I love my new flag. I’d forgotten how bright and vibrant the red, white and blue colors are and how much they had faded on my old flag. I love the sound it makes when it snaps in the wind and the way it looks when the sun shines through it.
But I have a problem with the flag. Not my new one, but others I see.
There is a church not far from my house that proudly flies the flag in front of its sanctuary. Actually, it flies three flags – the United States flag, the Texas flag (of course) and the Christian flag. But here’s the problem. This Baptist church flies the American flag above the others.
The symbolism is inescapable, and the message is mixed at best. While I don’t believe churches or the Church need a flag, if congregations insist on having one and flying it, should it be beneath the U.S. flag?
“If you choose to fly an American flag outside your church, are you choosing to give to government something that belongs to God?”
Consider the symbolism here. As a conservative Christian, I believe the only symbol we need is the cross. It reminds me of the death Jesus died to redeem humanity. It is a powerful reminder of sacrifice and salvation, stronger than any flag.
The “Christian” flag dates to an impromptu speech by Charles C. Overton, a Sunday school superintendent in New York, on Sept. 26, 1897. Overton was the guest speaker at a rally kicking off the new Sunday school year. Seeing an American flag near the podium, he began talking about flags and their symbolism. He turned his speech into a campaign and by 1907 had teamed up with Ralph Diffendorfer, secretary for the Methodist Young People’s Missionary Movement to produce and promote the Christian flag.
To this day, I can recite from memory the pledge to the Christian flag, a product of growing up Southern Baptist and attending years of Vacation Bible School.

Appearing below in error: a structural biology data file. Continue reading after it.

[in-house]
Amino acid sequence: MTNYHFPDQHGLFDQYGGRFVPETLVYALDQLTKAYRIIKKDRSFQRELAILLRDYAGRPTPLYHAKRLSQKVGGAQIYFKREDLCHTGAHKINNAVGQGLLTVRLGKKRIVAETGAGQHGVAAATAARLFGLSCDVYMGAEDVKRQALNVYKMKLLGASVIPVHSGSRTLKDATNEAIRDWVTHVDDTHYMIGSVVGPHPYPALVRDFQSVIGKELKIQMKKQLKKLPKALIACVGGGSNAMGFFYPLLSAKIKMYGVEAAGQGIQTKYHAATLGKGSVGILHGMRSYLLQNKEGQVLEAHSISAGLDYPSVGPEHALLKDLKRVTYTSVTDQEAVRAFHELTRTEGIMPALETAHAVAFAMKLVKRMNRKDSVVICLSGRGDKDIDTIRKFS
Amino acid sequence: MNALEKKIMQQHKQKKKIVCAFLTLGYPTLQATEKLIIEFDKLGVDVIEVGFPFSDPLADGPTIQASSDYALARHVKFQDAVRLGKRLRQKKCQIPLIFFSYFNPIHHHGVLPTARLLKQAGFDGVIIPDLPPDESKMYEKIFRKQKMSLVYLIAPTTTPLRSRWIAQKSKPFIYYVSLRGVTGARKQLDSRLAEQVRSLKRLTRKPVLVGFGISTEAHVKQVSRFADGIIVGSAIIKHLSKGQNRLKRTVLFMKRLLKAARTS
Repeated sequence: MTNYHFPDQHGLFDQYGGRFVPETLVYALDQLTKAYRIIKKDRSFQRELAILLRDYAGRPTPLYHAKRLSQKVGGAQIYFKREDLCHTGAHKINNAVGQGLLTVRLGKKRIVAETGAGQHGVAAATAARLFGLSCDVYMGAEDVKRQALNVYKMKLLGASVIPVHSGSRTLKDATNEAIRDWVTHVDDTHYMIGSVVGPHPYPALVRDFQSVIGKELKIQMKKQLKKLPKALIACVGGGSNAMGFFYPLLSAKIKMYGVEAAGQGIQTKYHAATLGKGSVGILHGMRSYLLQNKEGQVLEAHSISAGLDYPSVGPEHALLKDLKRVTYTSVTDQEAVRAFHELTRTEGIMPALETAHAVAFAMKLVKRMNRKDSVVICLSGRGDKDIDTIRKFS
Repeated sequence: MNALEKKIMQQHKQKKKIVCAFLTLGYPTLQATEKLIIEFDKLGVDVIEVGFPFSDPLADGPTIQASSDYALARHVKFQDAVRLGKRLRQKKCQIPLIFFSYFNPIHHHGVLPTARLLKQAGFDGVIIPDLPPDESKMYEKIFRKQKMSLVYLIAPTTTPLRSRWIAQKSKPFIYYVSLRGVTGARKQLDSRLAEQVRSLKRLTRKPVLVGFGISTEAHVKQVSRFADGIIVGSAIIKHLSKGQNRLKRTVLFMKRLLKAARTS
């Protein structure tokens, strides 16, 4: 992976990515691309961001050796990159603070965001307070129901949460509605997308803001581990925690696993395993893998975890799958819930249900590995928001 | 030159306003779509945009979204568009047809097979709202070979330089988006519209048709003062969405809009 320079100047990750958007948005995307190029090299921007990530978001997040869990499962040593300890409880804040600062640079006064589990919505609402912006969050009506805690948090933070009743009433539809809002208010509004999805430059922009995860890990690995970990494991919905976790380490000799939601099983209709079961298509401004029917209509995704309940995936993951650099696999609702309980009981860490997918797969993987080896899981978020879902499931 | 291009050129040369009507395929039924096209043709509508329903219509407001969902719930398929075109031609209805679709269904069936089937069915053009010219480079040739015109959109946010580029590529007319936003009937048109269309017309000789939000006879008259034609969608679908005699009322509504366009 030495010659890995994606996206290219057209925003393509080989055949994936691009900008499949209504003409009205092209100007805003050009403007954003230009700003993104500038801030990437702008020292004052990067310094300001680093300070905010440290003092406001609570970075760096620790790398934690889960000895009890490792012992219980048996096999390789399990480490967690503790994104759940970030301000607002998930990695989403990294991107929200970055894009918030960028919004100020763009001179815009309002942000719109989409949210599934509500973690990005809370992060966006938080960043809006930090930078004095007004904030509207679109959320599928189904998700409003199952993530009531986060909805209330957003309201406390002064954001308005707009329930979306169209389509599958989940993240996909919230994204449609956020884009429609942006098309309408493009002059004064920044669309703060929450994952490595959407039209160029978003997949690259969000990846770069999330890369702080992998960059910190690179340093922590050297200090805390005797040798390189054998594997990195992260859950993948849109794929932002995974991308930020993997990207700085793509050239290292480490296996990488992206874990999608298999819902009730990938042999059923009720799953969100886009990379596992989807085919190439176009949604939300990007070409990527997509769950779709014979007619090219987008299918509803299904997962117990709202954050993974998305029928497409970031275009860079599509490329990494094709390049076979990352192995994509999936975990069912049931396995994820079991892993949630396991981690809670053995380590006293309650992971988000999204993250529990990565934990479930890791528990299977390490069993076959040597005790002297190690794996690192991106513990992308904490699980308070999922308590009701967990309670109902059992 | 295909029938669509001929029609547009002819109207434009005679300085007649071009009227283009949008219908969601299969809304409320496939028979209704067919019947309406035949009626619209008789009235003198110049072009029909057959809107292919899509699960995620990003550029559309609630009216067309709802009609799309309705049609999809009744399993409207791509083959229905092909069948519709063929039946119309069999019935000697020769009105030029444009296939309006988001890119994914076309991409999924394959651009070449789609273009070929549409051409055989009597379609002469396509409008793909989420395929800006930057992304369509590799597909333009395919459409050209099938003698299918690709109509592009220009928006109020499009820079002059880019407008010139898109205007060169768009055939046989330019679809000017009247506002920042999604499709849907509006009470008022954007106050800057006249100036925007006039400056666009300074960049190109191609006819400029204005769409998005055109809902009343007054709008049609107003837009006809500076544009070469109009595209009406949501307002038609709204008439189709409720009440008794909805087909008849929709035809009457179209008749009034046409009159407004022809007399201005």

This leads to my problem with the flag, or flags. Title 4, Chapter 1 of the United States Code details the “laws relating to the flag of the United States of America.” The code is very explicit about displaying the flag and in the section about “position and manner of display” clearly states: “No other flag or pennant should be placed above or, if on the same level, to the right of the flag of the United States of America.”
So, when a church erects flagpoles outside its building and hoists the American flag and the Christian flag, that church immediately puts itself in an unwinnable situation. By law, the church cannot fly the Christian flag above the U.S. flag, and the U.S. flag must be at the center. Yet by scripture, the church cannot put country equal to or above Jesus Christ. By raising the U.S. flag over the Christian flag and making it the center of attention, the church near my house appears to put country over Christ.
Jesus gives us the solution to this quandary, a way to serve both God and country. In his teachings, Jesus is clear when it comes to choosing and serving. He does not give us the option of putting him less than or equal to anything else. Nor should anything else be at the center of our lives. When an attempt was made to force Jesus into an unwinnable corner between God and government, he made a clear distinction and told the hypocrites trying to trap him to “give to Caesar the things that are Caesar’s and to God the things that are God’s” (Matthew 22:21).
If you choose to fly an American flag outside your church, are you choosing to give to government something that belongs to God?
It doesn’t have to be that way. There are places to fly the U.S. flag, including the front of my house, where I proudly put my new flag. I can love Jesus and love my country. But as a Bible-believing follower of Jesus, I cannot put my country above Christ; nor can I say America is even equal to him. I can love both, but not equally.
June 14 is Flag Day, commemorating June 14, 1777, when the Second Continental Congress authorized a new flag as the symbol of a new nation. While June 14 was celebrated for decades, it wasn’t until 1949 that Congress made it a permanent observance and President Harry Truman signed it into law.
“As a conservative Christian, I believe the only symbol we need is the cross.”
This year June 14 is on a Sunday. If not for the small print on our calendars, most of us would have no idea. It’s also the first time my church will meet in person since early March. It will be an emotional time worshipping God together after months of separation.
That day, I’ll proudly place my flag in the bracket on the front of my house. I’ll stop when I pull out of the driveway on my way to church and admire those bright colors. I’ll be reminded that the fabric of the flag is stronger than the material it’s made of. Then I’ll drive to my church, where we’ll once again sing the songs of faith and “give to God the things that are God’s.”